March 30, 2017
As a follow-up to last week’s article about severe weather awareness week, I thought it might be good to review some facts and myths considering our most violent form of severe weather in this part of the country, the tornado. Last week, I attended a storm spotter class where we learned tornadoes can occur any month of the year, but are most common in April, May and June in Nebraska. They can also occur at any time of day, but are most common between 4:00 p.m. and 8:00 p.m.
So far this year, we haven’t had any tornadoes, but other parts of the country have already had severe weather including tornadoes. Knowing what to do in case of a tornado warning can save your life and the lives of your family. Here are some common myths and facts about tornadoes:
"When confronted by a tornado warning, you should open all the windows in your house to equalize the pressure."
This is a myth and just wastes valuable time. Don't worry about equalizing the pressure, the roof ripping off or debris smashing through windows or walls will equalize the pressure for you.
"Tornadoes have picked people and items up, carried them some distance and then set them down without injury or damage."
As strange as it might seem, this is a fact. People and animals have been transported up to a quarter mile or more without serious injury. Fragile items, such as sets of china have been blown from houses and recovered, miles away, without any damage. However, given the amount of airborne debris, these are the exception, not the norm.
"I can outrun a tornado, especially in a vehicle."
Most people will recognize this as a myth. Tornadoes can move at up to 70 mph or more and may shift directions erratically and without warning. It is unwise to try to outrace a tornado. It is better to abandon your vehicle and seek shelter immediately.
"Tornadoes are more likely to hit a mobile home park."
This is a myth, it just seems that way for two reasons. First, mobile home parks are common. There are thousands of mobile homes in tornado alley, so there is a good chance that at least one of them will be in a tornado’s path. Unfortunately, the second factor is that mobile homes offer little to no protection against even the weakest tornadoes, so when a tornado does strike a mobile home park, the damage is more likely to be significant. Winds that would only lift some shingles on a frame house can easily flip a mobile home.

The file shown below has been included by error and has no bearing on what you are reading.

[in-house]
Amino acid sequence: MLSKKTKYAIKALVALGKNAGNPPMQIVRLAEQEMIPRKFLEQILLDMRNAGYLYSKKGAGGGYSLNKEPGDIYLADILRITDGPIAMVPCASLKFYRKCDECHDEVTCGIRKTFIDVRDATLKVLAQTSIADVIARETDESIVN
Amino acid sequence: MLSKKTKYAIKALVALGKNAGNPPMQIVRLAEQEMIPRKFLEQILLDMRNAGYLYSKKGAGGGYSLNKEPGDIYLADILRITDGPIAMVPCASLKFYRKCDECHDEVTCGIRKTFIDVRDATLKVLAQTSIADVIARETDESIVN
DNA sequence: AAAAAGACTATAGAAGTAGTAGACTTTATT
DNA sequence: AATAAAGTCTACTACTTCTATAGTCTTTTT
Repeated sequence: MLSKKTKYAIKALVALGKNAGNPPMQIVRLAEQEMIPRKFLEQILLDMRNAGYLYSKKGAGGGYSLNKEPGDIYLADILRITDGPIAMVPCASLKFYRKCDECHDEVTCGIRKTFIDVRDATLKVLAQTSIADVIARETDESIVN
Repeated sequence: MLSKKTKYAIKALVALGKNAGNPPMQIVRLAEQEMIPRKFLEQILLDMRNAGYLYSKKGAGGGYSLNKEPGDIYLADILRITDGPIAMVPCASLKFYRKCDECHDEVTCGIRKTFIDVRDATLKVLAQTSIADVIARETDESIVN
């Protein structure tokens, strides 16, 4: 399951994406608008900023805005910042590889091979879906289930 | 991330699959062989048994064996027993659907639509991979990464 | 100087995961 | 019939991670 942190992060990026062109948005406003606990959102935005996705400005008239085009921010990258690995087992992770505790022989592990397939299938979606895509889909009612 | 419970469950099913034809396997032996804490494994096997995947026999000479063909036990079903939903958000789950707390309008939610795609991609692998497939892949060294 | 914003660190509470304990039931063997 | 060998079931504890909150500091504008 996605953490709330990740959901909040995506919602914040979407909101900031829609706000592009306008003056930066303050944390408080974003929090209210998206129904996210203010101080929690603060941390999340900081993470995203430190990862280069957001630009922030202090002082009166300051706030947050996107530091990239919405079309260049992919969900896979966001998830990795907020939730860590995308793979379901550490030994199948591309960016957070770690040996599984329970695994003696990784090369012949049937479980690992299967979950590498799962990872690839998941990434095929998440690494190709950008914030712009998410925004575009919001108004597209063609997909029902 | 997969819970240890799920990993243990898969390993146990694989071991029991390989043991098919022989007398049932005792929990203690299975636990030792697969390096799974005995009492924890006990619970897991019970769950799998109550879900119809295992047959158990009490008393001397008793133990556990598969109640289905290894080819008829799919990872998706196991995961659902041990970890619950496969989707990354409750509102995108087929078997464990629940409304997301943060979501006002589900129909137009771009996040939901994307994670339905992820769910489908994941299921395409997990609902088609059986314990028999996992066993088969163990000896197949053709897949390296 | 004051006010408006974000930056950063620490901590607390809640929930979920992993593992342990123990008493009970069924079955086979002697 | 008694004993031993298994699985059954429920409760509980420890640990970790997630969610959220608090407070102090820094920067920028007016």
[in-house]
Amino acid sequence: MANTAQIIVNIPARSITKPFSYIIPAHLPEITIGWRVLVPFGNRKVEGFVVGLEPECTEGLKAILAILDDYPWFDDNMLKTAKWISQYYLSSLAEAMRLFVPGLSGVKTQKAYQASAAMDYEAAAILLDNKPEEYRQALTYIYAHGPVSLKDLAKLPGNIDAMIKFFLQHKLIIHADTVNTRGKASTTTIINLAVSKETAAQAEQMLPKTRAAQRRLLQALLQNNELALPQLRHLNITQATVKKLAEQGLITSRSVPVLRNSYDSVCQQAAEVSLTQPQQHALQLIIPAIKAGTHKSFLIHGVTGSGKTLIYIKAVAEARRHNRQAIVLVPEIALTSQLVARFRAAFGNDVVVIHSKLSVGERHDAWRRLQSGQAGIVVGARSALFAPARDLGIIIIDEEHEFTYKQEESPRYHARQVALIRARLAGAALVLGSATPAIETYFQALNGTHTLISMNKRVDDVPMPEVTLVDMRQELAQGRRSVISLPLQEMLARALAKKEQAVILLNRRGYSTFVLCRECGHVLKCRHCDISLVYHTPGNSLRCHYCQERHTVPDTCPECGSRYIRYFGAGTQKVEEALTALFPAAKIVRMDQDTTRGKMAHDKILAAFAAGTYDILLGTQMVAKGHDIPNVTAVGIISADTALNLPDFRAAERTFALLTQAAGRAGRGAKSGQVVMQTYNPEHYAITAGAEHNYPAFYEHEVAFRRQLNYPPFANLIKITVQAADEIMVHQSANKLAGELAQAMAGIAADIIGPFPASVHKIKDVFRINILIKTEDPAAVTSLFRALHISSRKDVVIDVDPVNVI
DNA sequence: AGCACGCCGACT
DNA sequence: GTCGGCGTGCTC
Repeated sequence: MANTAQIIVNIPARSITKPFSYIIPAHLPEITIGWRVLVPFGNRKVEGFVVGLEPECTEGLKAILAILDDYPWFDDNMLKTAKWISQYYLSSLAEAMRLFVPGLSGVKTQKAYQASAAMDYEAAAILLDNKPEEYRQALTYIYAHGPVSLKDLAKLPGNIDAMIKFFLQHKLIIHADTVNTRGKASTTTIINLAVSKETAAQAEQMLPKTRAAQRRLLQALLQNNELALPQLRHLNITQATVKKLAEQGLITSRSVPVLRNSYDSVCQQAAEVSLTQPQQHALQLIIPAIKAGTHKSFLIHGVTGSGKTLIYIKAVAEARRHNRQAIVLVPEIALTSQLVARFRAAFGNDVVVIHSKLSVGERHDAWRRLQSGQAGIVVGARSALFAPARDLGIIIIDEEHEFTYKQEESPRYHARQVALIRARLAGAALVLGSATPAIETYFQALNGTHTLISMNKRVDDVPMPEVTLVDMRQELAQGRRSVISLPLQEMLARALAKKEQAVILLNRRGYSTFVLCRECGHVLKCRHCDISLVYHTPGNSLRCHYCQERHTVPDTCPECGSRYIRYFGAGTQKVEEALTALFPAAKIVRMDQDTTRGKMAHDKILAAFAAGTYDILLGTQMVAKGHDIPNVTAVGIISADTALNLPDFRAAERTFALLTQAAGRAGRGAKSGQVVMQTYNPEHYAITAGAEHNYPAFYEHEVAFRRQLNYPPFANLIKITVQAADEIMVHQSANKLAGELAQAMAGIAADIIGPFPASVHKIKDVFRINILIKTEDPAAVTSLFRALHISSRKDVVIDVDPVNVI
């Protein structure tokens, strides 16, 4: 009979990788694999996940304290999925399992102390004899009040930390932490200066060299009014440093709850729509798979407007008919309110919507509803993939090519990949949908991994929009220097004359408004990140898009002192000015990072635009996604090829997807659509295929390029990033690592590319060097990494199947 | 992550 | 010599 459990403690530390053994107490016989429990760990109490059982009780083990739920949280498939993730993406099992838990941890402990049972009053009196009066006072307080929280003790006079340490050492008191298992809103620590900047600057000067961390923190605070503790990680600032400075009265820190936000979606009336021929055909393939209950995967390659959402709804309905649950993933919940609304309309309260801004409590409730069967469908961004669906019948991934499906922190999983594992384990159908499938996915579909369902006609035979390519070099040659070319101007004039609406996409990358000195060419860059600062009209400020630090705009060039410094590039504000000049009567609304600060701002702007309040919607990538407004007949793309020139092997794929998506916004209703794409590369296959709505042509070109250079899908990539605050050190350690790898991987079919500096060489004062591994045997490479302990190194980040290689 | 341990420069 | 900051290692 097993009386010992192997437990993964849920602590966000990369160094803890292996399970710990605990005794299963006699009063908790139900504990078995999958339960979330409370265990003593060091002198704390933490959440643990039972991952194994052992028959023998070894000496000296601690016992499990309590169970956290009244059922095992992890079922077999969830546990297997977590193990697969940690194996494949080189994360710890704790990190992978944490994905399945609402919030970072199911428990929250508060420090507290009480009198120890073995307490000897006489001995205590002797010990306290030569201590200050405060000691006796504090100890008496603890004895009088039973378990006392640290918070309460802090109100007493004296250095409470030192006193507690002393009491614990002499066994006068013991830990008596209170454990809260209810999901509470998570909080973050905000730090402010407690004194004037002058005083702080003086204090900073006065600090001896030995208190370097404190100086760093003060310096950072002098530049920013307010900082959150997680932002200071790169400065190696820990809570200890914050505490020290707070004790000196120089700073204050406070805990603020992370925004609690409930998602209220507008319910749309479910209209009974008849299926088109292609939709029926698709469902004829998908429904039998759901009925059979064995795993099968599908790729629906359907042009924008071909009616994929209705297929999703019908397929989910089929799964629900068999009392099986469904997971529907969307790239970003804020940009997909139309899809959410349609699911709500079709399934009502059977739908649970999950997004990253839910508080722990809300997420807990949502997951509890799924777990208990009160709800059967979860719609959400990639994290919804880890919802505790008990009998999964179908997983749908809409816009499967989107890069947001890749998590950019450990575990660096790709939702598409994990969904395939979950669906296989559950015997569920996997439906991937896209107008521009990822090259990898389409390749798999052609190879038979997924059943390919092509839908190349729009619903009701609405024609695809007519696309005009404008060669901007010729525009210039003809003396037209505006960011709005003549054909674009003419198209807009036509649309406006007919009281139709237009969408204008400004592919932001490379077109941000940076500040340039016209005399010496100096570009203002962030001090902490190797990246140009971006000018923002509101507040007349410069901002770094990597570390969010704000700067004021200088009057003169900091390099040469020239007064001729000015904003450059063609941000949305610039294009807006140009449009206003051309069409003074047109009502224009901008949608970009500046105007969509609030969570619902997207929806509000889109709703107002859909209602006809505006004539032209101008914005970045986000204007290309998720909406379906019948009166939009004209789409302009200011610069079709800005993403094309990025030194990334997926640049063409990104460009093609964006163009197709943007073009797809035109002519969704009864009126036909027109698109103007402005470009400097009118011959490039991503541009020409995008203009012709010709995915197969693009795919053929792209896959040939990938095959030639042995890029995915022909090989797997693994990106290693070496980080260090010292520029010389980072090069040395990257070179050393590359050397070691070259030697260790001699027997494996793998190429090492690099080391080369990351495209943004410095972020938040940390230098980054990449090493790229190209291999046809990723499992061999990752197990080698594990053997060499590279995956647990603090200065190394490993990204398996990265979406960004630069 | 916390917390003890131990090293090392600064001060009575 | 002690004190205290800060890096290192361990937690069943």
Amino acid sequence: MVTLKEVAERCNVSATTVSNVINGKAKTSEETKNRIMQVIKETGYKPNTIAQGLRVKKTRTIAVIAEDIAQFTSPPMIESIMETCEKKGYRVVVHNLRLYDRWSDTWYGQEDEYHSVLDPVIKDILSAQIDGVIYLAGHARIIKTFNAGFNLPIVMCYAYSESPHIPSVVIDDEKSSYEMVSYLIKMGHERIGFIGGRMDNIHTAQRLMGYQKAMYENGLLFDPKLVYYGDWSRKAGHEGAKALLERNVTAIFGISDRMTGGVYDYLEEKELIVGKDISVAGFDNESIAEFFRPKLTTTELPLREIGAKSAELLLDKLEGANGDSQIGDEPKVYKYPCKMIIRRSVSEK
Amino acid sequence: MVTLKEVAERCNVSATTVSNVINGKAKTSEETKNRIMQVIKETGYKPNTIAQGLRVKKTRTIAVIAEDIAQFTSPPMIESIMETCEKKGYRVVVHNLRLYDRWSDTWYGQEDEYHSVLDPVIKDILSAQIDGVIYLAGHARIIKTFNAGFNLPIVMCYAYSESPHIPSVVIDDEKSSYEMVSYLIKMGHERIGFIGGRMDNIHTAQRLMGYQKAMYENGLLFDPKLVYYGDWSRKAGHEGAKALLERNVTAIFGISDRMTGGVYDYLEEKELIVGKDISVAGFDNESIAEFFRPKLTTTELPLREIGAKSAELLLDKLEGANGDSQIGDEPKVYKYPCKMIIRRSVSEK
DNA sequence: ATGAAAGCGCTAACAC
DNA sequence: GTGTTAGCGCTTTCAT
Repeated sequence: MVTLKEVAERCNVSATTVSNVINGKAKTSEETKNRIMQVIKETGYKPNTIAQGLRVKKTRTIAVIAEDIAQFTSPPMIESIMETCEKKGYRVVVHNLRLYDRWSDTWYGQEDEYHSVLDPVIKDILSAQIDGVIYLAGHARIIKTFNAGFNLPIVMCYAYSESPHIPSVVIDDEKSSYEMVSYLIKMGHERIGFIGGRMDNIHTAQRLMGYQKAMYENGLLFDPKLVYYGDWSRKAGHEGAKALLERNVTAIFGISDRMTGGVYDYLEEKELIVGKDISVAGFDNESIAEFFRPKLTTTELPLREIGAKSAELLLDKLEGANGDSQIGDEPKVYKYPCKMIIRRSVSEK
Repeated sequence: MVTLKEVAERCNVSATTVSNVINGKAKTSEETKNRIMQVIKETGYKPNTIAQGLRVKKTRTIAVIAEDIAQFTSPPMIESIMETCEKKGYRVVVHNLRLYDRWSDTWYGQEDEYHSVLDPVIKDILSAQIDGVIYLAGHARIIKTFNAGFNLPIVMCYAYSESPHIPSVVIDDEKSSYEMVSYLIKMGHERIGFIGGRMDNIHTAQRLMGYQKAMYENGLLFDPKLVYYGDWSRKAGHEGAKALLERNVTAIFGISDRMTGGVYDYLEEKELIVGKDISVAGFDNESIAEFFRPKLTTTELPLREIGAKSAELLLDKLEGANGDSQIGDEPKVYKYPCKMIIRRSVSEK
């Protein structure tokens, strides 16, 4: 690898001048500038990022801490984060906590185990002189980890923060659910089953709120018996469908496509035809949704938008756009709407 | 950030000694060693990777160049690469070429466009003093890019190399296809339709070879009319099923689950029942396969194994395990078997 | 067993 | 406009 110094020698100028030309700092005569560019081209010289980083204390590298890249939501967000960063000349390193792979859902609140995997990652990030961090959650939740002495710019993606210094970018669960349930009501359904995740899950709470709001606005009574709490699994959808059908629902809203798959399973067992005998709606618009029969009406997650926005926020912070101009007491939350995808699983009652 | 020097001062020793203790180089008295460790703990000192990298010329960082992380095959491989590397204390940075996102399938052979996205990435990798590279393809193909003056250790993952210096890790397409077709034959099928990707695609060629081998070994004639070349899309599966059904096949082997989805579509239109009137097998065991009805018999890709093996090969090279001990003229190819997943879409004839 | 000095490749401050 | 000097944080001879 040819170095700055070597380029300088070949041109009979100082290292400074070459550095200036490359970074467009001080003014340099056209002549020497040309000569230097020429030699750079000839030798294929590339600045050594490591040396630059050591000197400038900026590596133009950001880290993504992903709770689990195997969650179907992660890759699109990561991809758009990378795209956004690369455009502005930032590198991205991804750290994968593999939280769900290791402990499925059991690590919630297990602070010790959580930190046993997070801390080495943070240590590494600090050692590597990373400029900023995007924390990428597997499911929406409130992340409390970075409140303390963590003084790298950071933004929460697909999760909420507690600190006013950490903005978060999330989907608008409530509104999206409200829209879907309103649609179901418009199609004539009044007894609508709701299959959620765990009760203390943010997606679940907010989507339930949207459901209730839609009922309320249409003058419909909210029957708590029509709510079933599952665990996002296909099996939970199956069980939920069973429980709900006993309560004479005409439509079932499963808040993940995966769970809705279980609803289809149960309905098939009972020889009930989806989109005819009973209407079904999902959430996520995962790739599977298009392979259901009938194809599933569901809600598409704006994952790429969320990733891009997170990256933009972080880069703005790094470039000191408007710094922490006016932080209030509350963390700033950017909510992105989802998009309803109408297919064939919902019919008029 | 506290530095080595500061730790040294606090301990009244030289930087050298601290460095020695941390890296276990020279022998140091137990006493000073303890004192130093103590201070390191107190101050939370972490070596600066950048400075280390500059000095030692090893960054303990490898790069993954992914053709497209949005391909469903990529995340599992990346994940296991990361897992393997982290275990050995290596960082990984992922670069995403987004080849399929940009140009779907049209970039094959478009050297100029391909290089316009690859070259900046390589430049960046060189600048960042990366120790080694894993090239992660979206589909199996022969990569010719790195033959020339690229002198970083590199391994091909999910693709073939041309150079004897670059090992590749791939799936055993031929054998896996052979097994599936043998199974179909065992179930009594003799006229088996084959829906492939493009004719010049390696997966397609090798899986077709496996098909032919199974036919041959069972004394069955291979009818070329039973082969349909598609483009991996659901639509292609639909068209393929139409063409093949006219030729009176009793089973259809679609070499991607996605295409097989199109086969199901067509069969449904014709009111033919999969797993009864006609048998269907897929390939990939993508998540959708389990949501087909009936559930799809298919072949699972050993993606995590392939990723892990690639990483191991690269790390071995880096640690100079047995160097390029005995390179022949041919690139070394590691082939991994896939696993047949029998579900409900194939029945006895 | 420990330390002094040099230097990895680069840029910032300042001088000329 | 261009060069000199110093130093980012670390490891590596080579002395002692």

"Strong, sturdy brick buildings will protect me from a tornado."
This is partially true. While such buildings will provide more protection in a tornado than a mobile home or timber frame structure, the winds of a tornado can easily launch a 2x4 through a brick wall, and can cause even the sturdiest of buildings to experience roof or wall failure.
"To keep from being sucked into the tornado, you can tie yourself to a well pipe, just like they did in the movie "Twister"."
This is good for movie special effects, but simply is not true. While it is unlikely that a tornado will dislodge a deeply buried pipe, the rope you tie around yourself is more likely to act as a combination tetherball and cheese slicer. Lighter winds will likely cause you to be whipped around at the end of the rope, banging against anything within the radius of the rope. Stronger winds inside the tornado are just as likely to pull your body from the rope and possibly not in one piece.
"A tornado can drive a straw through a telephone pole."
This is a fact. The forces inside a tornado are incredible, and still poorly understood. But they are certainly strong enough to turn otherwise harmless items into deadly missiles.
For more information on tornadoes, visit the National Weather Service website at www.weather.gov